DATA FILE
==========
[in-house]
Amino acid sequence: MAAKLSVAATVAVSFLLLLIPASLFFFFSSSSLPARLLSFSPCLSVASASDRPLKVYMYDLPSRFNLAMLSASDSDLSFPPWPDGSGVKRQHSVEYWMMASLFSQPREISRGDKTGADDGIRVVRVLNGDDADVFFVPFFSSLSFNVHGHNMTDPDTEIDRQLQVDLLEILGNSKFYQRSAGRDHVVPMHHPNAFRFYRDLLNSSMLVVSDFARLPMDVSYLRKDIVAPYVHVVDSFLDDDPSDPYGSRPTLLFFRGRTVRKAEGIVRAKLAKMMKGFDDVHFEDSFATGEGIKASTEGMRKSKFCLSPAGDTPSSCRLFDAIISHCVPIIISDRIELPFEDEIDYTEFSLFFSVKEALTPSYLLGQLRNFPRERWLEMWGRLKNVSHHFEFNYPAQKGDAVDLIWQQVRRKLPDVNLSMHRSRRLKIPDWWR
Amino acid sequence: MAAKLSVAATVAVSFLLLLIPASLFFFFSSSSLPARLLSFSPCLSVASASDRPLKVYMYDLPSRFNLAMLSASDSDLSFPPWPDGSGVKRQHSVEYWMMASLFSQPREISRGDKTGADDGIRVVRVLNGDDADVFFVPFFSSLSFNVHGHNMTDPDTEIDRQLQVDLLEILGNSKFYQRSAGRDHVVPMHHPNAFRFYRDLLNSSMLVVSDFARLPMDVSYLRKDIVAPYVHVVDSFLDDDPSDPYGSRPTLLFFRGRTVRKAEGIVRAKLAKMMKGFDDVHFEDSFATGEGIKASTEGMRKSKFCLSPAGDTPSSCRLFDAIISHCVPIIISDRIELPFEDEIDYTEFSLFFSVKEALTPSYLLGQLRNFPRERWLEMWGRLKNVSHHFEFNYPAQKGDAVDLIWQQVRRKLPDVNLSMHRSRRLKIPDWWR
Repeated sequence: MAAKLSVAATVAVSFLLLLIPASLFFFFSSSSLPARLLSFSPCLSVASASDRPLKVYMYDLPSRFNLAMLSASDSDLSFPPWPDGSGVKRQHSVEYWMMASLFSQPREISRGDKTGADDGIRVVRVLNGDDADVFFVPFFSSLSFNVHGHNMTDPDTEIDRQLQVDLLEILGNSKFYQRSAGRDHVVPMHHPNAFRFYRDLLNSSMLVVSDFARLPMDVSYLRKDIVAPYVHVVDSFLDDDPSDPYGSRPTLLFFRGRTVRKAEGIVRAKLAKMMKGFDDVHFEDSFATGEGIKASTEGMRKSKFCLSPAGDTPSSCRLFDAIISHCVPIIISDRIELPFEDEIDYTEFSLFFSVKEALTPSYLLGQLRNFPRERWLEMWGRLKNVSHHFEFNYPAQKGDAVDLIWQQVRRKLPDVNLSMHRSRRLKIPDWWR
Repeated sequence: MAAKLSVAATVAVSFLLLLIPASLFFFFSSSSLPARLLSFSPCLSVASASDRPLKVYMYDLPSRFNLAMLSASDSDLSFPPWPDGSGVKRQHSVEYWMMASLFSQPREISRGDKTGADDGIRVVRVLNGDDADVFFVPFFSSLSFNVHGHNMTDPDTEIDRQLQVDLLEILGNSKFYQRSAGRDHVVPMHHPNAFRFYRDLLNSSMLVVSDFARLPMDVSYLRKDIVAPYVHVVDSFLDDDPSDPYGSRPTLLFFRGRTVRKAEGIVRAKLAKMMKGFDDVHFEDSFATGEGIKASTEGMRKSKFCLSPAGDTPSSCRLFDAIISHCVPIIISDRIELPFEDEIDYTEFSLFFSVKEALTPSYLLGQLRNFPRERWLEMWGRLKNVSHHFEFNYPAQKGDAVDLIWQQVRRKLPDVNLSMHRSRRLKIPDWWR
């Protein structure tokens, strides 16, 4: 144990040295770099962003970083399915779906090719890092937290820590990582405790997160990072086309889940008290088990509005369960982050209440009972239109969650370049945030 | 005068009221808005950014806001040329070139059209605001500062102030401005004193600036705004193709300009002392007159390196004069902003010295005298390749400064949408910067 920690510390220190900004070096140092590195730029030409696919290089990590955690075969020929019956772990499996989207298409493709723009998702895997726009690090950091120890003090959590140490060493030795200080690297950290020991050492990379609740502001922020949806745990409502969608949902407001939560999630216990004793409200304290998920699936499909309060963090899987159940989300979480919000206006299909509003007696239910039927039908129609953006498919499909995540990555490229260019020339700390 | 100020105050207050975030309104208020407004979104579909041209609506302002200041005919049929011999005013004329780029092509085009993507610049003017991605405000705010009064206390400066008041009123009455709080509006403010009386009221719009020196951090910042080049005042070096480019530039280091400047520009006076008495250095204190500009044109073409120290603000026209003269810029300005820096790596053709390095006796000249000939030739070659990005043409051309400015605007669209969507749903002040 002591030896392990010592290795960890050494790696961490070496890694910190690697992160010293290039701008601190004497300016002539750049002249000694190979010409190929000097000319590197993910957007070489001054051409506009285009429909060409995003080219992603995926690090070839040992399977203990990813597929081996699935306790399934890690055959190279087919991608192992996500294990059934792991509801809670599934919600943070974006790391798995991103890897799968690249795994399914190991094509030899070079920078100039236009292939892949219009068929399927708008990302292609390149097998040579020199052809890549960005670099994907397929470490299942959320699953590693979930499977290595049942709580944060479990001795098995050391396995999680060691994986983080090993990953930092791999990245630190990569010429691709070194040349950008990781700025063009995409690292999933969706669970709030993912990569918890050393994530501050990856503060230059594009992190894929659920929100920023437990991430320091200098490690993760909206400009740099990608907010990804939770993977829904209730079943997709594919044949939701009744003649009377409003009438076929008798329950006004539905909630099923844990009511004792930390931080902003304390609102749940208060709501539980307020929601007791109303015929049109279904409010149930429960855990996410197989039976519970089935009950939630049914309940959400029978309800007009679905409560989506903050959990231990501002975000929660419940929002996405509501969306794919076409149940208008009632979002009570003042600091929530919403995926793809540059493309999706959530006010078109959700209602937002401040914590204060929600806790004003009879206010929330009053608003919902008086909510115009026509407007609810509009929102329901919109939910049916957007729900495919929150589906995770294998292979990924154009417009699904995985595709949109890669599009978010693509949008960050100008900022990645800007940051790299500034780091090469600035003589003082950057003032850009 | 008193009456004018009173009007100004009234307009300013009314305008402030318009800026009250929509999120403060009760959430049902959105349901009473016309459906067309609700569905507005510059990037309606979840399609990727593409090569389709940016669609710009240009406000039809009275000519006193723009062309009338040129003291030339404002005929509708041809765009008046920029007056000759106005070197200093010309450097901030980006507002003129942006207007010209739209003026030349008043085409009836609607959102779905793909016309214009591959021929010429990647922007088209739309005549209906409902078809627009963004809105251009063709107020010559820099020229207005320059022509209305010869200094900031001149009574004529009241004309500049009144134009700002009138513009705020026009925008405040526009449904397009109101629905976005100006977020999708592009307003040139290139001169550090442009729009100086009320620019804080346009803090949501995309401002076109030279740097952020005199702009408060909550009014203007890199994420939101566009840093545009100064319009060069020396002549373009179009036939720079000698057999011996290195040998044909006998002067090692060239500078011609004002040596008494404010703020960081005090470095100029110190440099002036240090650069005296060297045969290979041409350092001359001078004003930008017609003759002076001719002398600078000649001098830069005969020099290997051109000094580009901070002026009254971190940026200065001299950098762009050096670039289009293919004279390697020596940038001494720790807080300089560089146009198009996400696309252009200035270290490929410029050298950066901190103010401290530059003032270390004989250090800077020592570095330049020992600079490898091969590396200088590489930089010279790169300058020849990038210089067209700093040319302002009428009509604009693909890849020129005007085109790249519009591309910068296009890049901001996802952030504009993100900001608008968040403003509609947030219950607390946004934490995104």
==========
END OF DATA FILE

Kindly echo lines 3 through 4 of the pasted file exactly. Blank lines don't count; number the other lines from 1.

Amino acid sequence: MAAKLSVAATVAVSFLLLLIPASLFFFFSSSSLPARLLSFSPCLSVASASDRPLKVYMYDLPSRFNLAMLSASDSDLSFPPWPDGSGVKRQHSVEYWMMASLFSQPREISRGDKTGADDGIRVVRVLNGDDADVFFVPFFSSLSFNVHGHNMTDPDTEIDRQLQVDLLEILGNSKFYQRSAGRDHVVPMHHPNAFRFYRDLLNSSMLVVSDFARLPMDVSYLRKDIVAPYVHVVDSFLDDDPSDPYGSRPTLLFFRGRTVRKAEGIVRAKLAKMMKGFDDVHFEDSFATGEGIKASTEGMRKSKFCLSPAGDTPSSCRLFDAIISHCVPIIISDRIELPFEDEIDYTEFSLFFSVKEALTPSYLLGQLRNFPRERWLEMWGRLKNVSHHFEFNYPAQKGDAVDLIWQQVRRKLPDVNLSMHRSRRLKIPDWWR
Repeated sequence: MAAKLSVAATVAVSFLLLLIPASLFFFFSSSSLPARLLSFSPCLSVASASDRPLKVYMYDLPSRFNLAMLSASDSDLSFPPWPDGSGVKRQHSVEYWMMASLFSQPREISRGDKTGADDGIRVVRVLNGDDADVFFVPFFSSLSFNVHGHNMTDPDTEIDRQLQVDLLEILGNSKFYQRSAGRDHVVPMHHPNAFRFYRDLLNSSMLVVSDFARLPMDVSYLRKDIVAPYVHVVDSFLDDDPSDPYGSRPTLLFFRGRTVRKAEGIVRAKLAKMMKGFDDVHFEDSFATGEGIKASTEGMRKSKFCLSPAGDTPSSCRLFDAIISHCVPIIISDRIELPFEDEIDYTEFSLFFSVKEALTPSYLLGQLRNFPRERWLEMWGRLKNVSHHFEFNYPAQKGDAVDLIWQQVRRKLPDVNLSMHRSRRLKIPDWWR